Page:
My initial choice was the Beastman model. I won him at a tournament a few years ago, and have been looking for something special to do with him. Looking through what models I had opened and available, I chose the Greatsword to accompany the Beastman. The Greatsword has some nice movement to it, which balances the static pose of the Beastman quite well. It also helps to create a nice composition in the diorama, with the Beastman and tree together in one corner, and the lunging Greatsword in the other.

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I have kept the models and the base separate during painting, to make things a little easier. Since I was trying some new modelling techniques I decided to give a new painting technique a go. So I have basecoated the diorama in white, as opposed to my usual black.

Hopefully I can get some paint onto this tomorrow.

Cling wrap and cardboard

Regular access to the internet is re-established. The four days without the internet were both relaxing and very stressful. Quite the dichotomy!

I started adding water effects to the diorama. Because the section that I was making water didn’t have any sides, I needed a way to keep it in. My solution was to take three pieces of card and tape them together, so that they could hinge around a section of the diorama. I then attached a strip of cling wrap (plastic wrap) to one side, with some hanging off each end.

These extra bits I used to pull it tight and tape it together. Then, I poured in 3-4mm of water effects and have left it to set. My main concern is that I haven’t tightened it enough and all the water effects just leaks out the bottom. I am hoping that if any does leak, I can either easily pull the excess off, or even sand it down.

Once I have added a few more layers and it has completely set I will pull the outer off, and we will see how it turns out.

 

Water effected

Just a quick one today. We have had almost three consecutive days of rain, and somewhere it has effected our homes phone line. So no phone or internet. I am forced to post from a public computer. Time is limited!

This has given me an opportunity to work some more of the On The Hunt diorama. The stage is almost finished being painted. I want to add water effects to part of the base, but I don’t know exactly how I am going to go about this. So I have set up a little test on an old base to see if I can achieve what I want.

Progress pictures.

On the hunt stage

Took an hour out today to work on my diorama. I decided that painting the stage first, before the central figures, would be the way to go. This way I can paint the miniatures to pop from their environment, rather than tr and push the background back on figures that are too dull.

This is the base colour. I will add detailing after all this is dry. This also seems like a good chance to try some water effects out on the base section, submerge the chest and skull a little. There is also a technique where you paint slightly thinned PVA glue over areas that I want to try. It should simulate wet or seeping areas, without having to have any depth to them.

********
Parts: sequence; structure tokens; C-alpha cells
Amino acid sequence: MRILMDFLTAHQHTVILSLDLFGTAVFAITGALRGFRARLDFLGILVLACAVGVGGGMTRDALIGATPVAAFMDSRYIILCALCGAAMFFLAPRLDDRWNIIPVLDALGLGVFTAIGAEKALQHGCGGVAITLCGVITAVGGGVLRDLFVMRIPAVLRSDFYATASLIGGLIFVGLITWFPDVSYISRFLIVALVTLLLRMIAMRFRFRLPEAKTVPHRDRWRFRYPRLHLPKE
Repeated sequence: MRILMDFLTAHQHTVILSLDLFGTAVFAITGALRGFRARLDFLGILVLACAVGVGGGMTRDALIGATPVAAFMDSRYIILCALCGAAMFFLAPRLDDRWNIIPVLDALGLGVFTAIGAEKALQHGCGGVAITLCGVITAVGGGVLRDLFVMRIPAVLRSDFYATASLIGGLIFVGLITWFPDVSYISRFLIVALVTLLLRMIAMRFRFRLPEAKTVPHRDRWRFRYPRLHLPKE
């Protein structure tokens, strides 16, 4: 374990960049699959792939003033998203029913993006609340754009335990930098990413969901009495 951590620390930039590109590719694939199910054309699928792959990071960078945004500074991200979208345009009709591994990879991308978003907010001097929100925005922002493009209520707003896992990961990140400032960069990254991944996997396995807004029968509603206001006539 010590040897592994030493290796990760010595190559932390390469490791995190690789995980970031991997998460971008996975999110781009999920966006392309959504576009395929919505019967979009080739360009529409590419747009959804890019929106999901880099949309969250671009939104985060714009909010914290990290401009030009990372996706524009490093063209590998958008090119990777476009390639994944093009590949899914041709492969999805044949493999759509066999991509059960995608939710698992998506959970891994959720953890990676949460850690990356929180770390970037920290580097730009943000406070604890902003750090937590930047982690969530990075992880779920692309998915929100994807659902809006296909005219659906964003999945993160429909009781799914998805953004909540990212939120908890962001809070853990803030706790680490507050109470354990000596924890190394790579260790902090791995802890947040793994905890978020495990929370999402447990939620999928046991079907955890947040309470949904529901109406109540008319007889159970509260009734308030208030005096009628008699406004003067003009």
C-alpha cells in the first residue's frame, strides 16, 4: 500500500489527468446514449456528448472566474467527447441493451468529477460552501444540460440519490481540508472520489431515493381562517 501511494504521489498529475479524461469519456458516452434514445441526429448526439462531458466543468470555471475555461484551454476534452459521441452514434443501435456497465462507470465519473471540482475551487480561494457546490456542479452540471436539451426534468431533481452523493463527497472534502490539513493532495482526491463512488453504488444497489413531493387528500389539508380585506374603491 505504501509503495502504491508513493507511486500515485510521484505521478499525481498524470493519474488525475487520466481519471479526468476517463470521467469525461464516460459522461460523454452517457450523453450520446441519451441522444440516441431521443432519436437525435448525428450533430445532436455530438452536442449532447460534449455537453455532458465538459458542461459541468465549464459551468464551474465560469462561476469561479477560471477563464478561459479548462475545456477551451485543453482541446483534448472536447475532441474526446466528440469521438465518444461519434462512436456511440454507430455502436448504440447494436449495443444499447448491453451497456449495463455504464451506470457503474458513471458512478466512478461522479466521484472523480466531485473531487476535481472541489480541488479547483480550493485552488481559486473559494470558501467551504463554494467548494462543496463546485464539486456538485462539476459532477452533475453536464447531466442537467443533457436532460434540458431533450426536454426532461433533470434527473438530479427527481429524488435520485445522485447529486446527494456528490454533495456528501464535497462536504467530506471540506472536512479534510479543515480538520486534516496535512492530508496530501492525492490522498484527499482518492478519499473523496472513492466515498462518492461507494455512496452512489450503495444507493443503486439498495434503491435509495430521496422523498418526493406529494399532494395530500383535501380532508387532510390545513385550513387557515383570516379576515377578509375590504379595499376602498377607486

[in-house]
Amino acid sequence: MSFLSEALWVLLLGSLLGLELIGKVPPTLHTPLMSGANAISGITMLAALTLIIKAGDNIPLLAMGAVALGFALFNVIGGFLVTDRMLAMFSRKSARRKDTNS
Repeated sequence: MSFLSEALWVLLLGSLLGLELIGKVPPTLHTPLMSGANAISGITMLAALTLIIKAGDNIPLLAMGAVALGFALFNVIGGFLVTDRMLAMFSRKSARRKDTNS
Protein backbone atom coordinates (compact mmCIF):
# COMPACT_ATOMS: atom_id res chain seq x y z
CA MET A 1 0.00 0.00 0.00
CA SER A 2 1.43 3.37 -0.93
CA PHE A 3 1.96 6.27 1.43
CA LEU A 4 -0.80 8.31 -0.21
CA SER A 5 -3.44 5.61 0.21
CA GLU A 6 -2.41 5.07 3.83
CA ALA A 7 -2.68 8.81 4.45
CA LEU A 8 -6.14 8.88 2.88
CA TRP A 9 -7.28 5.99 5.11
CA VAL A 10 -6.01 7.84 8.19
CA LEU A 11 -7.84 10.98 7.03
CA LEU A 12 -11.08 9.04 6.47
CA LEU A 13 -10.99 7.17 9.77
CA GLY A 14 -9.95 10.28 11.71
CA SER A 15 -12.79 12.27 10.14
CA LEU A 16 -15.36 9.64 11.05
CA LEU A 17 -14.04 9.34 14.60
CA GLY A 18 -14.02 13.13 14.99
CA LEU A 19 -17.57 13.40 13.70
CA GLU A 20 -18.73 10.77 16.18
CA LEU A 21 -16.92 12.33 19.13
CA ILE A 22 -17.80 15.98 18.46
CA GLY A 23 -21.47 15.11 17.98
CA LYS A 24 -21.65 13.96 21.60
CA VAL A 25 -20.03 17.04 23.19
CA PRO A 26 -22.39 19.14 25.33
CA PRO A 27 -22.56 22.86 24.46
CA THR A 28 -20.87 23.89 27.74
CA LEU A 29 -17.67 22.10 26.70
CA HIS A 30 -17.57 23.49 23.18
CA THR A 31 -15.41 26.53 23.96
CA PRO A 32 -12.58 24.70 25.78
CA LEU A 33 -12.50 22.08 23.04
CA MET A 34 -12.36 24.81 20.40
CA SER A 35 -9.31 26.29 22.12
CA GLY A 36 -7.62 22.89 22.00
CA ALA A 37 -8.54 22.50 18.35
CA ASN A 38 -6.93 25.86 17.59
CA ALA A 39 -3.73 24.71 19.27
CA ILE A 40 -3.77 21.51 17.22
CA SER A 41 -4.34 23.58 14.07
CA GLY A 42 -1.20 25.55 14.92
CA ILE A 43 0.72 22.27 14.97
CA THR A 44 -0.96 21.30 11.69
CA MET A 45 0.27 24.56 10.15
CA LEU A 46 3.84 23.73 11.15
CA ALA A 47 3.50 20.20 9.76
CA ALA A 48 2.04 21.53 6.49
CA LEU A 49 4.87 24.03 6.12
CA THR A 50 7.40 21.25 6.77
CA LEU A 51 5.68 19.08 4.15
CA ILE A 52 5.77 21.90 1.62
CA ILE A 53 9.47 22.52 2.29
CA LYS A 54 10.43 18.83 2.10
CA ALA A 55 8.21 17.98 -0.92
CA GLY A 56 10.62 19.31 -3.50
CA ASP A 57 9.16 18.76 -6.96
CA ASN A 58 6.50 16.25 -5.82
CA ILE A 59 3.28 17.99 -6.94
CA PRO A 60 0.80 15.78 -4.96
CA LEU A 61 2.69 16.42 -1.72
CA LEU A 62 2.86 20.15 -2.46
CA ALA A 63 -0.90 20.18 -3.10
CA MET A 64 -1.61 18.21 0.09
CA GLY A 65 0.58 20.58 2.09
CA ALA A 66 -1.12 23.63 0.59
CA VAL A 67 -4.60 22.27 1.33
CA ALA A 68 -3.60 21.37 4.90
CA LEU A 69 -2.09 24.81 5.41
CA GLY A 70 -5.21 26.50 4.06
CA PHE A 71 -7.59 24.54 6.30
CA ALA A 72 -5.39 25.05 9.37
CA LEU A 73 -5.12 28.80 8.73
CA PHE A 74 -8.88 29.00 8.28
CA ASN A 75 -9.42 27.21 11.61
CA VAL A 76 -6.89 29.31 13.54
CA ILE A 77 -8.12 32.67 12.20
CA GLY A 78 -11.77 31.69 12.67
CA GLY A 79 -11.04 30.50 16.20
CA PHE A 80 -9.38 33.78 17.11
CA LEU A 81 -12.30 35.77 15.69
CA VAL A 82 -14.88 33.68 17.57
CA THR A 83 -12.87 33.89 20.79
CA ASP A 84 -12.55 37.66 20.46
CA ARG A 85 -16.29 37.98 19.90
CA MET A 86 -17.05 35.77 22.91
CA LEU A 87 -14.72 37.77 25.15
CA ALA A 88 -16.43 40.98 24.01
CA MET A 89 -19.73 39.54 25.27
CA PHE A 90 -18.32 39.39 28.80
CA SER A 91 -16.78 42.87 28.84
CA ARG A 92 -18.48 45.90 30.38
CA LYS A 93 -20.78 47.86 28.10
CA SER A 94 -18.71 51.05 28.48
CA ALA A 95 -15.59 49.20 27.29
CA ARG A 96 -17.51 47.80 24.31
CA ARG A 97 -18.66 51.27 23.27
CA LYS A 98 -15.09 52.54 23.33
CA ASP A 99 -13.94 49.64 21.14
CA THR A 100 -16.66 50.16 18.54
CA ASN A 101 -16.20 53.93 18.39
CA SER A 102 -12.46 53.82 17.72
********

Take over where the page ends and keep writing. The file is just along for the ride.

I also gave the two sewer hunters a brown drybrush, because for some reason this is how I work now. Some time I really should try a different method, just to change things up a bit.

On the hunt

Content, and actually hobby related. Shocking, I know.

Work on The Campaigner continues. I have a couple of interesting articles already lined up. Also, the Creative Challenge closes this weekend. So I will have to go pick up the entries for that.

Speaking of which, I had my test platform for the Creative Challenge lying around. So I decided to take a stab at the challenge myself. Now, I realise how wrong it would be for me to enter my own challenge. But this should give me an idea on how well the platform works, and give me some ideas for what I could change to make it better.

This is the stage for the scene. I didn’t really have time to go all out on the story or modelling, so I decided to opt for a standard Warhammer-esque piece. This is going to be a sewer. The raised part and steps are constructed from foam, over which I have added a layer of wood filler. The backdrop has also had wood filler applied to it. All the details are stuff I have pulled from my bits box.

I haven’t really painted many humans, apart from a small amount of peasants, Men-at-Arms and Grail Pilgrims for my Bretonnian army. So I decided to do an atmospheric scene using two sewer hunters. Rather than construct some kind of fight, hopefully it will look like one hunter is about to charge off, while the other tries to calm him.

The most challenging thing was getting the right heads. I don’t want the characters to look too noble, but they also had to communicate what their characters were about. In the end I went with a stoic eyepatched head from the Empire Militia sprue, and a bald snarling head from the Flagellants sprue. Once these guys are dry I can fill in the gaps with greenstuff.

Like I said, it isn’t amazingly original or complicated. But it doesn’ t feel right to put peopleĀ  through a challenge I myself haven’t attempted.